At a news conference Monday with the prime minister of Italy, Trump blurted out that he was willing to meet with Iranian president Hassan Rouhani any time and without preconditions.
- “No preconditions. No. They want to meet, I’ll meet. Anytime they want. Anytime they want. It’s good for the country, good for them, good for us, and good for the world. No preconditions. If they want to meet, I’ll meet.”
- “I believe in meeting. I would certainly meet with Iran if they wanted to meet. I don’t know that they’re ready yet . . . They’re having a hard time right now.”
That last remark seemed to be Trump’s way of teasing Iran about the economic difficulties he put the country in by violating the 2015 nuclear deal (Joint Comprehensive Plan of Action or JCPOA) and pushing for severe new sanctions on the country. The UN International Atomic Energy Agency has repeatedly certified that Iran lived up to the terms of the deal, in which it gave up most of its enrichment program in return for sanctions relief. Iranians feel badly treated by Trump’s unilateral destruction of an international treaty and punishment of them after they gave up so much and abided by their commitments.
- “I ended the Iran deal. It was a ridiculous deal. I do believe that they will probably end up wanting to meet, and I am ready to meet anytime they want to. I don’t do that from strength or from weakness. I think it’s an appropriate thing to do. If we could work something out that’s meaningful, not the waste of paper that the other deal was, I would certainly be willing to meet.”
“I’ll meet with anybody. Speaking to other people, especially when you’re talking about potentials of war and death and famine and lots of other things. You meet, there’s nothing wrong with meeting.”
Trump objected that after the JCPOA, “the Iranians think they can do whatever they want,” referring to the robust Iranian role in Iraq, Syria, Lebanon (and, Washington alleges without much proof), Yemen. The nuclear deal was narrow and treated only Iran’s civilian uranium enrichment program, which its critics believed could be dual-use, i.e., could lead to the production of a nuclear weapon. Numerous US and Israeli officials and institutions have admitted, however, that at no point had Iran made a decision to militarize its enrichment program, which produces fuel for the country’s three nuclear power plants.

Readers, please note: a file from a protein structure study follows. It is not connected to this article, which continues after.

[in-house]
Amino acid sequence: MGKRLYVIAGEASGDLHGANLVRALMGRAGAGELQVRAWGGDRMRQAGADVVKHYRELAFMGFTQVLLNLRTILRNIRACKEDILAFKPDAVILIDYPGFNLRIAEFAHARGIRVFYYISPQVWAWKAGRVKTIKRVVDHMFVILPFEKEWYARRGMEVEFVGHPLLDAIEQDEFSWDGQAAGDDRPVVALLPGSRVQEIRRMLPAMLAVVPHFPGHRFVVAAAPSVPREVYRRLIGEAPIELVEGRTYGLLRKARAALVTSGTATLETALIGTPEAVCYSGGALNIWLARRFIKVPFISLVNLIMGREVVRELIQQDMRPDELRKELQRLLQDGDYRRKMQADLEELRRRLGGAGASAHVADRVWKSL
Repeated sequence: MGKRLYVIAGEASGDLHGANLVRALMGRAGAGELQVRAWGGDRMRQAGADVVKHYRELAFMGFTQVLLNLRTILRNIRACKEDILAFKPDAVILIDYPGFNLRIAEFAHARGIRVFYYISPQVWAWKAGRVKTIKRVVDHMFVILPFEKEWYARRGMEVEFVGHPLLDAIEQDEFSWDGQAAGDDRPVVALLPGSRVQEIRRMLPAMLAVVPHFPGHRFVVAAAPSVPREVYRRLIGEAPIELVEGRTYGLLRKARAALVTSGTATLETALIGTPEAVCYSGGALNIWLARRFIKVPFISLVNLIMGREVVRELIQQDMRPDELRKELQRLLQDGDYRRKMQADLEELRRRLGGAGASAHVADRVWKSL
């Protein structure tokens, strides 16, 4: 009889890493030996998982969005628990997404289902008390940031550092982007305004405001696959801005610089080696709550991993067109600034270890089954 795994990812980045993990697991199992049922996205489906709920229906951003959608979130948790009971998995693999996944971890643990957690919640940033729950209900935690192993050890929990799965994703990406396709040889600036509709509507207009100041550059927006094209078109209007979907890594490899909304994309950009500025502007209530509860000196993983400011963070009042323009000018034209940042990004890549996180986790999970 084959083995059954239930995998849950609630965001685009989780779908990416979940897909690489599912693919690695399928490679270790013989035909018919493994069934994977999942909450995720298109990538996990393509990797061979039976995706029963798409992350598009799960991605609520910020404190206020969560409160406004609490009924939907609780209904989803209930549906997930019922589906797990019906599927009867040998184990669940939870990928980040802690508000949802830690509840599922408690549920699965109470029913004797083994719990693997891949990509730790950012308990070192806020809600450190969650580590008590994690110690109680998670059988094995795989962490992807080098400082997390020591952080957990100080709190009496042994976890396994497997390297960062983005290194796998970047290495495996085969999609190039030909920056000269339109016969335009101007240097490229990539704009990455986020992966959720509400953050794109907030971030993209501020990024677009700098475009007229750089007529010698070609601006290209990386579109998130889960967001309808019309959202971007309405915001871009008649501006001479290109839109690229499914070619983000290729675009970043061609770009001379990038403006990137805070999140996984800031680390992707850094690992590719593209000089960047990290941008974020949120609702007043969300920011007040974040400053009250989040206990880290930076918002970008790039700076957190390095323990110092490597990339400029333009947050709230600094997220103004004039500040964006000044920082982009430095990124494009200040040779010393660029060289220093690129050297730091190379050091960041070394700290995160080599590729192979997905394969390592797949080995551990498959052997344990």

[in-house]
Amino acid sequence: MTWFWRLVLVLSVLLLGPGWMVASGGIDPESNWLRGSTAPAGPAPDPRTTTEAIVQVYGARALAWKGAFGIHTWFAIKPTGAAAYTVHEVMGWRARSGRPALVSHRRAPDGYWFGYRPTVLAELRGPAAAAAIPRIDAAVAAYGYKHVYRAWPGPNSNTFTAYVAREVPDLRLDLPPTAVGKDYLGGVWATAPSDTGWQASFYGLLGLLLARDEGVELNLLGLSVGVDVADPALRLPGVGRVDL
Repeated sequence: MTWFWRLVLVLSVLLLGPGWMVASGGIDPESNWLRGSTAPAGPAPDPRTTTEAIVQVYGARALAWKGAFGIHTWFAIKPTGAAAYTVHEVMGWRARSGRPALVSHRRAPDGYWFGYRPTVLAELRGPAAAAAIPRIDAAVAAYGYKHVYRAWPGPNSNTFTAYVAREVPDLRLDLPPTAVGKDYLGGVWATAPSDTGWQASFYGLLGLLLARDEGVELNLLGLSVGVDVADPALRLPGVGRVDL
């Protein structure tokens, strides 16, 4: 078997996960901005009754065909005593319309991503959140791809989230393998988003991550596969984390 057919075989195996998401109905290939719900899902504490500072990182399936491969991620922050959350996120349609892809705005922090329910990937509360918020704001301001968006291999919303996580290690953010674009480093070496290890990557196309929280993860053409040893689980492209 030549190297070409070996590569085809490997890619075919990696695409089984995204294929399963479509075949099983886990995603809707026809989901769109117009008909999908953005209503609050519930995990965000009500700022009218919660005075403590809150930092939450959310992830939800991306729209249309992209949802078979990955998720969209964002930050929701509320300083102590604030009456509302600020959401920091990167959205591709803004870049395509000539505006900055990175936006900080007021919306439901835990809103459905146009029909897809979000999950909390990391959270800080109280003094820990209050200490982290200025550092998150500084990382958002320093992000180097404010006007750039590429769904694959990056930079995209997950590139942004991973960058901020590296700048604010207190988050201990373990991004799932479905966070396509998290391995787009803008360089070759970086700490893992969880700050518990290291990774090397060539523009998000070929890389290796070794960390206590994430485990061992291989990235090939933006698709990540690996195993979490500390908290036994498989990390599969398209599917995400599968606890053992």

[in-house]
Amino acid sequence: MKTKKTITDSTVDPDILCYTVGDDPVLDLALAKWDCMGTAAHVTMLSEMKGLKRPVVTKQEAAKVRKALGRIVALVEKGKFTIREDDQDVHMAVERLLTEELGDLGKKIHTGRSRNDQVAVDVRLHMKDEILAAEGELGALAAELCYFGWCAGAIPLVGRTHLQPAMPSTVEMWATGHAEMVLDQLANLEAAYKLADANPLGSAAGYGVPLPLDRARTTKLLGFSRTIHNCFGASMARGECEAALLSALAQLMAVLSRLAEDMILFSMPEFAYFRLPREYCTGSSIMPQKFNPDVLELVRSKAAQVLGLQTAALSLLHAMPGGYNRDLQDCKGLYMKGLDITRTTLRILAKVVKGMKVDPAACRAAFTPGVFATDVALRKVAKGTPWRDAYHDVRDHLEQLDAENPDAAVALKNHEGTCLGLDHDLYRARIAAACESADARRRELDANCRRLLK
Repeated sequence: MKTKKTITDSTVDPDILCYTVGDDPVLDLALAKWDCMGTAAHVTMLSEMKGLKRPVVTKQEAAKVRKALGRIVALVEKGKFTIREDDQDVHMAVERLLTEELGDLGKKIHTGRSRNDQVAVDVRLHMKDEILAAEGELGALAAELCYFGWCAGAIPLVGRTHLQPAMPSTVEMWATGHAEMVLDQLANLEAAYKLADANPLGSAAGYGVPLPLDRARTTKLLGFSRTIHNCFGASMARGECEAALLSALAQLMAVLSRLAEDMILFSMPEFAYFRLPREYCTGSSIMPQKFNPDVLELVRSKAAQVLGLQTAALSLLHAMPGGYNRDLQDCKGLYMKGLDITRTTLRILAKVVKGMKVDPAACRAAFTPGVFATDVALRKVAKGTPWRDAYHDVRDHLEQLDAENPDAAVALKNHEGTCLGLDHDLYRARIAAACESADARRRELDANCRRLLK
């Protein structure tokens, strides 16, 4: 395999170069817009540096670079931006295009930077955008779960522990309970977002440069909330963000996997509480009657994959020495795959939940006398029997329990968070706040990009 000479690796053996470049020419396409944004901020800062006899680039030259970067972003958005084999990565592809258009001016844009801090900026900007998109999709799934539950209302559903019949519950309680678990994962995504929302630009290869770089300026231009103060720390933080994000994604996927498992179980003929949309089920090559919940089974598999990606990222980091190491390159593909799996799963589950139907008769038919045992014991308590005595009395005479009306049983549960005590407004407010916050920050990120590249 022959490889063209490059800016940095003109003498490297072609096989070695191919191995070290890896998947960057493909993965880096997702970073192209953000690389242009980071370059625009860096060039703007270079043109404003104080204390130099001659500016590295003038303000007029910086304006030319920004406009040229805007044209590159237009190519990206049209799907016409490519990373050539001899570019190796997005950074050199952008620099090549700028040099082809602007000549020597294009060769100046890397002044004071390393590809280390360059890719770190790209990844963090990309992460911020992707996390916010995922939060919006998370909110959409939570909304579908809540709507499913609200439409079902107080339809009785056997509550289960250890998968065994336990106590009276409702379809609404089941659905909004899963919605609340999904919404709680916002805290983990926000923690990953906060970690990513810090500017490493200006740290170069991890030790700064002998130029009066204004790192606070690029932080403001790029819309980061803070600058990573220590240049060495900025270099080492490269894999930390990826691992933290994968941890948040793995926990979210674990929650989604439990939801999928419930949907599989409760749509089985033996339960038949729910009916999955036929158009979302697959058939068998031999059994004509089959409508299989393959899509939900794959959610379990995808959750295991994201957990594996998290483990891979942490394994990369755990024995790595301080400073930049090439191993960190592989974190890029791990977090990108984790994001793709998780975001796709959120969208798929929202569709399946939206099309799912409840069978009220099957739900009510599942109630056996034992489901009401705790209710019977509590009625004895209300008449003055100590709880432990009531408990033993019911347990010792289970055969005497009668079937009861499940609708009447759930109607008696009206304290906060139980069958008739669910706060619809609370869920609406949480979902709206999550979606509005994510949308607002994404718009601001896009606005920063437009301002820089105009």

Trump seems to be repeating his routine with North Korea, where he started out making dire threats and scaring the public about military confrontation, and then abruptly folded and gave Kim Jong Un his long-sought star turn on the world stage as a peer of the US president without actually getting anything in return other than vague pronouncements.
Iran’s Foreign Ministry immediately rebuffed Trump’s offer to meet,pointedly giving the interview to China’s Xinhua news agency. Bahram Qassemi pointed out that Iran already spent years negotiating with the US, and reaching an agreement only to see the US walk away from it abruptly:
- “The United States has proved that it is unreliable, so engagement and dialogue with the current U.S. government is impossible . . . hostile policies of the United States, including its withdrawal from the Iranian international nuclear deal, its plans to exert sanction and economic pressures on Iran leave no chance for talks.”
Qassemi said, however, that military confrontation between Iran and the US is out of the question, though Iran does stand ready to defend itself if attacked.
The clerical regime in Iran has been for decades a weird center of erratic behavior and wild conspiracy theories. But nowadays its spokesmen sound like the adults in the room compared to Trump’s antics (Trump has no idea what exactly as in the Iran nuclear deal or whether Iran honored it– he just had to undo it because it was an achievement of Obama). So congratulations, America, you’ve out-crazied the mullahcracy, which thinks you’re too ca-razy to bother talking to.
Featured Photo: AFP/File / Nicholas Kamm, HO. An advisor to President Hassan Rouhani (R) says any talks with the US must include a return to the nuclear deal which President Donald Trump pulled out of.